Five years after graduating, toxicologist returns to York College as an expert
As Kelly “Kel” Hanson ’14 stood at the lectern presenting her research project to a sea of undergrads, she couldn’t help but feel proud. Just five years before, she was one of those undergrads, listening to experts present their research. Four years before that, she wasn’t even sure how she was going to make it through college.
Now, she was back at her alma mater, York College of Pennsylvania, presenting in the Richard Clark Lecture Series. There’s no other way to put it, Kel says, the experience was just plain cool.
Finding the right fit
Kel’s decision of where to go to college was based on proximity. She wanted to go somewhere, anywhere, that wasn’t her hometown. But when the Glen Rock, Pennsylvania native started classes at a university in Pittsburgh, she struggled. “I just got lost there,” she says.
Her classes were huge, and everything felt impersonal. Her grades dropped. And at the end of her first year, she found herself at a crossroads—stick it out and hope things improve or try something new.
Her first visit to York College made the decision a no-brainer. The Chair of the Biological Sciences Department spent hours showing Kel and her mom around campus.
Coming from Pittsburgh, where she barely met her professors, this was the sign she needed. She’d go from classes with hundreds of students to ones with a maximum of 30 people. Most of her classes were more like 17 students. “At least for me, it’s the most significant factor that I could consider if I were to do this all over again,” she says.
Learning how to learn
Kel’s senior research project was another eye-opening experience. “It’s transformative not only for what you learn, but also for the experiential learning,” she says. “You see it through from beginning to end.”
It was intimidating at first. What could this college senior possibly discover that hadn’t already been discovered? Looking back now, she says, that kind of thinking was ridiculous. “There’s so much that we don’t know.” That process prepared her for grad school. It also helped her know that she was heading in the right direction.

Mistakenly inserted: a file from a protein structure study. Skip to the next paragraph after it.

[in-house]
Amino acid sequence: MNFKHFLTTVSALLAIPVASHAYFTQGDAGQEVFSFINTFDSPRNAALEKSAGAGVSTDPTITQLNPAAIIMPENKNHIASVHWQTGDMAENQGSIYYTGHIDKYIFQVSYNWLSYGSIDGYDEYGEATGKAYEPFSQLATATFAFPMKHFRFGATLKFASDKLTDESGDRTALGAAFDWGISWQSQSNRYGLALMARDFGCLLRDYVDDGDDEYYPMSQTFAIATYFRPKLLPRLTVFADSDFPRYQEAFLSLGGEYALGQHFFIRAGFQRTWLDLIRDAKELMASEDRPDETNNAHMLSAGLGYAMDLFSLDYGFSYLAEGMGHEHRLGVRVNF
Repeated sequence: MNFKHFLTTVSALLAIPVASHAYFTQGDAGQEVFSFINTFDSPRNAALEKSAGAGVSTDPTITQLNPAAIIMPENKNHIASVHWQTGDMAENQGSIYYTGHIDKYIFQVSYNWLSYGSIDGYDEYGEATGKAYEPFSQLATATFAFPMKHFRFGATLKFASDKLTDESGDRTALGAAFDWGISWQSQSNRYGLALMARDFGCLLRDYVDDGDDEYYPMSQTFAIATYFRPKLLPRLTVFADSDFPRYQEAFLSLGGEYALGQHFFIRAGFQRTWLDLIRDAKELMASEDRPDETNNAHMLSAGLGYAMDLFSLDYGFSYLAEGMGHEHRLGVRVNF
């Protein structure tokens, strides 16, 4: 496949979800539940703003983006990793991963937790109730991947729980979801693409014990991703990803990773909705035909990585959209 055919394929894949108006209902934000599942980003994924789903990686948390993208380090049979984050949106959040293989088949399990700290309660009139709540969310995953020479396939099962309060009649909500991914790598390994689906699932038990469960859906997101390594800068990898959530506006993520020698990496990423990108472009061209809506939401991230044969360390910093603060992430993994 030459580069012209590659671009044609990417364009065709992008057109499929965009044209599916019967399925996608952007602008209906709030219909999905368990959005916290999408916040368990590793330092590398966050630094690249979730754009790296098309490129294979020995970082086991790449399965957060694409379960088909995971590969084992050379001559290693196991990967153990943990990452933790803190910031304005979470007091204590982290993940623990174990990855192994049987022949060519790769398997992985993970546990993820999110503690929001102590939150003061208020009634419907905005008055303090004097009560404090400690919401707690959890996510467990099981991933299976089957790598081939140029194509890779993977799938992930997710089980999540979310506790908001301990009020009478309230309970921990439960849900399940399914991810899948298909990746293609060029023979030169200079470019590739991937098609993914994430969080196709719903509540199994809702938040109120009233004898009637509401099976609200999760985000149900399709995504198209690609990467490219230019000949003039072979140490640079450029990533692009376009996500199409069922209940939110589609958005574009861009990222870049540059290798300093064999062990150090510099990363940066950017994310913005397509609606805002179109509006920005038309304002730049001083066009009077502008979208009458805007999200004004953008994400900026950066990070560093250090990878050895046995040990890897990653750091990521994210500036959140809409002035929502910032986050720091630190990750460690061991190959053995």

Kel finished grad school last year with a PhD in Toxicology at the University of Rochester. In August, she was hired as a toxicologist at SRC in Syracuse. In September, she was asked to speak at York College. “It felt like a victory lap or something,” she says. “Like, ‘Look what I did.’ ”
After her lecture, she talked with some of the undergrads who were interested in grad school or toxicology. “It’s crazy how time flies and all of the sudden you’re the experienced person,” she says.
After five years working on the same research project, Kel came to a conclusion. “Academic biology is not for me,” she says. But what she’s doing now as a toxicologist at SRC is a perfect fit. The company is a consulting firm that works with agencies such as Environmental Protection Agency (EPA) and the Department of Defense. SRC's Environmental Health Analysis business unit assesses new and existing chemicals to find out if they have adverse health effects and supports EPA's decisions on how they should be used. It’s a job full of variety and real-world applications. “I love that I get to have an impact,” she says.
Kel finds the field of toxicology fascinating. To be successful, she says, you have to know a little bit about everything. Its applications are almost limitless. And after so much schooling, she’s excited to be out doing hands-on, meaningful work. “This is it,” she says. “This is my dream job. I’m here.”